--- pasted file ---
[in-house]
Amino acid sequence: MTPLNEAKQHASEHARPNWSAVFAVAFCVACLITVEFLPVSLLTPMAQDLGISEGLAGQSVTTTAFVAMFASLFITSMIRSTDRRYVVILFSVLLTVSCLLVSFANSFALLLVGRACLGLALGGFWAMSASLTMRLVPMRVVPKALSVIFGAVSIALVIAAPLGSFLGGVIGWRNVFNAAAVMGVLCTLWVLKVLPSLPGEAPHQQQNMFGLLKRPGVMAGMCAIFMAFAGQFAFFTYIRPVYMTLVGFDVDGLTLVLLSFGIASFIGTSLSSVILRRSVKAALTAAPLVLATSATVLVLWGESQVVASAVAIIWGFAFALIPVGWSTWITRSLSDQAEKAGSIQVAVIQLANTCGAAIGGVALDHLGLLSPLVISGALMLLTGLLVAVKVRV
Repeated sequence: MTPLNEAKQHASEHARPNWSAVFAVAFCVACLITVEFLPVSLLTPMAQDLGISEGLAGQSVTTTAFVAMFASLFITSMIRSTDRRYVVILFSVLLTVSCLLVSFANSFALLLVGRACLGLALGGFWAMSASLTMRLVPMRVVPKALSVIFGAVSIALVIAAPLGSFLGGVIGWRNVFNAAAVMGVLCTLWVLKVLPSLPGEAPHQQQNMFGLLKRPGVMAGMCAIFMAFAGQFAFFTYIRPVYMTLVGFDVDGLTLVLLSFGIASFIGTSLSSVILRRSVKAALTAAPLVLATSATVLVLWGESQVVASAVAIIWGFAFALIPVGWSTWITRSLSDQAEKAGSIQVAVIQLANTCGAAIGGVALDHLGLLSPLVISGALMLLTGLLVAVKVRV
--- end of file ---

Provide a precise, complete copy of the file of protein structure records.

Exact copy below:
[in-house]
Amino acid sequence: MTPLNEAKQHASEHARPNWSAVFAVAFCVACLITVEFLPVSLLTPMAQDLGISEGLAGQSVTTTAFVAMFASLFITSMIRSTDRRYVVILFSVLLTVSCLLVSFANSFALLLVGRACLGLALGGFWAMSASLTMRLVPMRVVPKALSVIFGAVSIALVIAAPLGSFLGGVIGWRNVFNAAAVMGVLCTLWVLKVLPSLPGEAPHQQQNMFGLLKRPGVMAGMCAIFMAFAGQFAFFTYIRPVYMTLVGFDVDGLTLVLLSFGIASFIGTSLSSVILRRSVKAALTAAPLVLATSATVLVLWGESQVVASAVAIIWGFAFALIPVGWSTWITRSLSDQAEKAGSIQVAVIQLANTCGAAIGGVALDHLGLLSPLVISGALMLLTGLLVAVKVRV
Repeated sequence: MTPLNEAKQHASEHARPNWSAVFAVAFCVACLITVEFLPVSLLTPMAQDLGISEGLAGQSVTTTAFVAMFASLFITSMIRSTDRRYVVILFSVLLTVSCLLVSFANSFALLLVGRACLGLALGGFWAMSASLTMRLVPMRVVPKALSVIFGAVSIALVIAAPLGSFLGGVIGWRNVFNAAAVMGVLCTLWVLKVLPSLPGEAPHQQQNMFGLLKRPGVMAGMCAIFMAFAGQFAFFTYIRPVYMTLVGFDVDGLTLVLLSFGIASFIGTSLSSVILRRSVKAALTAAPLVLATSATVLVLWGESQVVASAVAIIWGFAFALIPVGWSTWITRSLSDQAEKAGSIQVAVIQLANTCGAAIGGVALDHLGLLSPLVISGALMLLTGLLVAVKVRV